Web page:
• Deficits in developing and maintaining relationships, appropriate to developmental level (beyond those with caregivers); ranging from difficulties adjusting behavior to suit different social contexts through difficulties in sharing imaginative play and in making friends to an apparent absence of interest in people

B) Restricted, repetitive patterns of behavior, interests, or activities as manifested by at least two of the following:

  • Stereotyped or repetitive speech, motor movements, or use of objects; (such as simple motor stereotypes, echolalia, repetitive use of objects, or idiosyncratic phrases). 
  • Excessive adherence to routines, ritualized patterns of verbal or nonverbal behavior, or excessive resistance to change; (such as motor rituals, insistence on same route or food, repetitive questioning or extreme distress at small changes).
  • Highly restricted, fixated interests that are abnormal in intensity or focus; (such as strong attachment to or preoccupation with unusual objects, excessively circumscribed or perseverant interests).
  • Hyper-or hypo-reactivity to sensory input or unusual interest in sensory aspects of environment; (such as apparent indifference to pain/heat/cold, adverse response to specific sounds or textures, excessive smelling or touching of objects, fascination with lights or spinning objects).

C) Symptoms must be present in early childhood (but may not become fully manifest until social demands exceed limited capacities)

D) Symptoms together limit and impair everyday functioning.



Social Communication

Restricted Interests & repetitive behaviors

Level 1

‘Requiring support’

Without supports in place, deficits in social communication cause noticeable impairments.  Has difficulty initiating social interactions and demonstrates clear examples of atypical or unsuccessful responses to social overtures of others.  May appear to have decreased interest in social interactions. 

Rituals and repetitive behaviors (RRB’s) cause significant interference with functioning in one or more contexts.  Resists attempts by others to interrupt RRB’s or to be redirected from fixated interest.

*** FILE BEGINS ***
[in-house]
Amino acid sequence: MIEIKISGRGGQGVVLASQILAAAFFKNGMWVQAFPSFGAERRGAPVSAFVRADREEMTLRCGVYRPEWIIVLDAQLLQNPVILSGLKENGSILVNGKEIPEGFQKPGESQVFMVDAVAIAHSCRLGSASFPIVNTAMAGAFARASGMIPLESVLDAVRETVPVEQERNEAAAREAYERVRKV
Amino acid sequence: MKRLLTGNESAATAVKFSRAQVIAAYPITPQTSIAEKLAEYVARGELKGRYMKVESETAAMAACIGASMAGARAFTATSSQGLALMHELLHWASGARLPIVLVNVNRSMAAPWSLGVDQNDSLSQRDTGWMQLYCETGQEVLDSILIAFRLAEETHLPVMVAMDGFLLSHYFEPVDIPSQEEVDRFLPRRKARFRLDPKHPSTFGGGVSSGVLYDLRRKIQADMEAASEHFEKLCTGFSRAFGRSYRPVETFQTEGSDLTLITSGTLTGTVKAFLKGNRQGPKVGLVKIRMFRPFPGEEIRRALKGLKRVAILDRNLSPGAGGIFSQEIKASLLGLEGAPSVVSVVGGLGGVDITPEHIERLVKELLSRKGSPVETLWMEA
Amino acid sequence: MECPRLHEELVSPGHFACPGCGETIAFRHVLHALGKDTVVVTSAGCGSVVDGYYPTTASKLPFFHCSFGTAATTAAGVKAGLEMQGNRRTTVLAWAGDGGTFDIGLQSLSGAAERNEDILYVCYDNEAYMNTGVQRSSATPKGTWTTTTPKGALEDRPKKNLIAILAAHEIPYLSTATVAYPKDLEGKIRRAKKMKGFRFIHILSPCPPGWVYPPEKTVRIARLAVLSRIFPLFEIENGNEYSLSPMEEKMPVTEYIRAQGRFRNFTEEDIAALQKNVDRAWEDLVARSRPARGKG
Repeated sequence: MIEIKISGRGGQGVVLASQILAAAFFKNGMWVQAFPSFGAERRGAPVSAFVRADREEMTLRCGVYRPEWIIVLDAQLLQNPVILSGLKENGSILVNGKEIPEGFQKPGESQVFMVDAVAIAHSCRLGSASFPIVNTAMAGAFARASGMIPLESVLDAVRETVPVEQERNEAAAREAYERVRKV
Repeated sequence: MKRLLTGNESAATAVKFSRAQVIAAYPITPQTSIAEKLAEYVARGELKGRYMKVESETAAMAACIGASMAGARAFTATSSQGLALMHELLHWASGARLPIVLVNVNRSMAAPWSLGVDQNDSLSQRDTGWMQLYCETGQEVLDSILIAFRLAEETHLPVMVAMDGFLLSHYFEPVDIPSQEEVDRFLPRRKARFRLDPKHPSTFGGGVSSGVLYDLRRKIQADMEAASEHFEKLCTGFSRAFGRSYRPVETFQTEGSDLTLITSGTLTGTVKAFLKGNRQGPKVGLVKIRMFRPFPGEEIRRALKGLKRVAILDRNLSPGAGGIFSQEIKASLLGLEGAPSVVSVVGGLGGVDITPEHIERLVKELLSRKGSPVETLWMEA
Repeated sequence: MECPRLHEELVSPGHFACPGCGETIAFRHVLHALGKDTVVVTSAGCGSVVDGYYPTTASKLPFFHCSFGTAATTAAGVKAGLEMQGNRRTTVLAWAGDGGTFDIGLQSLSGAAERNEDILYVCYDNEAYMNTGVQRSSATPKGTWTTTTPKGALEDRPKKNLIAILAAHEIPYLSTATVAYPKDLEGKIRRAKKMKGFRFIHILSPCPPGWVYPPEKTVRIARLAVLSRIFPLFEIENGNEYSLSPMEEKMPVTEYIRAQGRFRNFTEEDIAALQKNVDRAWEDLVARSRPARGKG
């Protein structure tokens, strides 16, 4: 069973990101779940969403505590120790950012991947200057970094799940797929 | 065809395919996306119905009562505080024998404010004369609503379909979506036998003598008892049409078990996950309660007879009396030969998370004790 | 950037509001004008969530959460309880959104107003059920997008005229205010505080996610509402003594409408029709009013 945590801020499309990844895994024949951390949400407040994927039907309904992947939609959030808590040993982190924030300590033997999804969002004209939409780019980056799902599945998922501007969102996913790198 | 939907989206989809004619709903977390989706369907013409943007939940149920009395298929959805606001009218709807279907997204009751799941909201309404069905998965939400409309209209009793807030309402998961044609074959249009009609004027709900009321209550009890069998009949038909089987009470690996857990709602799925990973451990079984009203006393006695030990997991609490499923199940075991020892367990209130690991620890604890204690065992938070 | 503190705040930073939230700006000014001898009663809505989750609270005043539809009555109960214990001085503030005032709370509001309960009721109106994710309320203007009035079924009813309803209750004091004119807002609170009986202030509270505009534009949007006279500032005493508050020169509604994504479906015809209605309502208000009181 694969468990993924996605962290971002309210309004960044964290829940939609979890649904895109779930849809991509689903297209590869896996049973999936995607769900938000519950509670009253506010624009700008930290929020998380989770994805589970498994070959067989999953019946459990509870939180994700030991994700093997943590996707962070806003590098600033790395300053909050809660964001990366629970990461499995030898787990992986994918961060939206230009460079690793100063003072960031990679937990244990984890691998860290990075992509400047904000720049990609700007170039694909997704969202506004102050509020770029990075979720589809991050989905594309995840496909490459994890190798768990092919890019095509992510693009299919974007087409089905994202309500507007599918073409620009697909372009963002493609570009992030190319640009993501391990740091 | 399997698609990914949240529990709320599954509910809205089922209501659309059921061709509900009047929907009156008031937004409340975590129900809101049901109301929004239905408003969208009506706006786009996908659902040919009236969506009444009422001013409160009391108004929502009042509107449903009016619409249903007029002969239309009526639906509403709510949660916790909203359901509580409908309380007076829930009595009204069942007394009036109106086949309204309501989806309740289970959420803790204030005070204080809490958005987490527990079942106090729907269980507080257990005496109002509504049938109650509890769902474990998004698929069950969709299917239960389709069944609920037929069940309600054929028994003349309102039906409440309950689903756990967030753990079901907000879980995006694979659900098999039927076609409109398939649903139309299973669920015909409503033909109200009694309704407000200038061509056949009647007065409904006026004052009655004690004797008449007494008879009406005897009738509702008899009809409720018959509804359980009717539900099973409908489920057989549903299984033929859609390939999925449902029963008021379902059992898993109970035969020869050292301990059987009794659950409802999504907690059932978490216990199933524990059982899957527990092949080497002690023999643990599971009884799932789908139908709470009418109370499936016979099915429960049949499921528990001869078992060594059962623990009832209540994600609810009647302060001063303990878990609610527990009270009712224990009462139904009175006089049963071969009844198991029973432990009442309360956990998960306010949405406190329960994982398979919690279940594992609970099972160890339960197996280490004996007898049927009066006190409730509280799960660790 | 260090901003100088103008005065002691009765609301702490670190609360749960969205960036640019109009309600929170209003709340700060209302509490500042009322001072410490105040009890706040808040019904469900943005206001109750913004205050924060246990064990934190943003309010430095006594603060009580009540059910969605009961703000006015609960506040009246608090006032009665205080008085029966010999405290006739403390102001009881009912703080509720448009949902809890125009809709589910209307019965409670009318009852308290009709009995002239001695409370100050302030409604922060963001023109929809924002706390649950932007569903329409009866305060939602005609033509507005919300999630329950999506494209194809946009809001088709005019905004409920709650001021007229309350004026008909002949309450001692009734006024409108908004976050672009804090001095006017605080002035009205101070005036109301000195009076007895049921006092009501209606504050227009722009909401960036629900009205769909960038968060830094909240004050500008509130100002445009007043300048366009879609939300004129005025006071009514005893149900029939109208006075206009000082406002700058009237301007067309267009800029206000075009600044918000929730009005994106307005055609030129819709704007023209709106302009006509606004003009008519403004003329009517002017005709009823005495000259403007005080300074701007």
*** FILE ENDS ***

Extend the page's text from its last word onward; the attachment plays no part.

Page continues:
Level 2 

‘Requiring substantial support’

Marked deficits in verbal and nonverbal social communication skills; social impairments apparent even with supports in place; limited initiation of social interactions and reduced or abnormal response to social overtures from others.

RRBs and/or preoccupations or fixated interests appear frequently enough to be obvious to the casual observer and interfere with functioning in a variety of contexts.  Distress or frustration is apparent when RRB’s are interrupted; difficult to redirect from fixated interest.

Level 3 

‘Requiring very substantial support’

Severe deficits in verbal and nonverbal social communication skills cause severe impairments in functioning; very limited initiation of social interactions and minimal response to social overtures from others.  

Preoccupations, fixated rituals and/or repetitive behaviors markedly interfere with functioning in all spheres.  Marked distress when rituals or routines are interrupted; very difficult to redirect from fixated interest or returns to it quickly.

More Tests | DSM-5 Autism Spectrum Disorder | Autistic Disorder | Asperger's | Rett's | CDD | Ideal Environment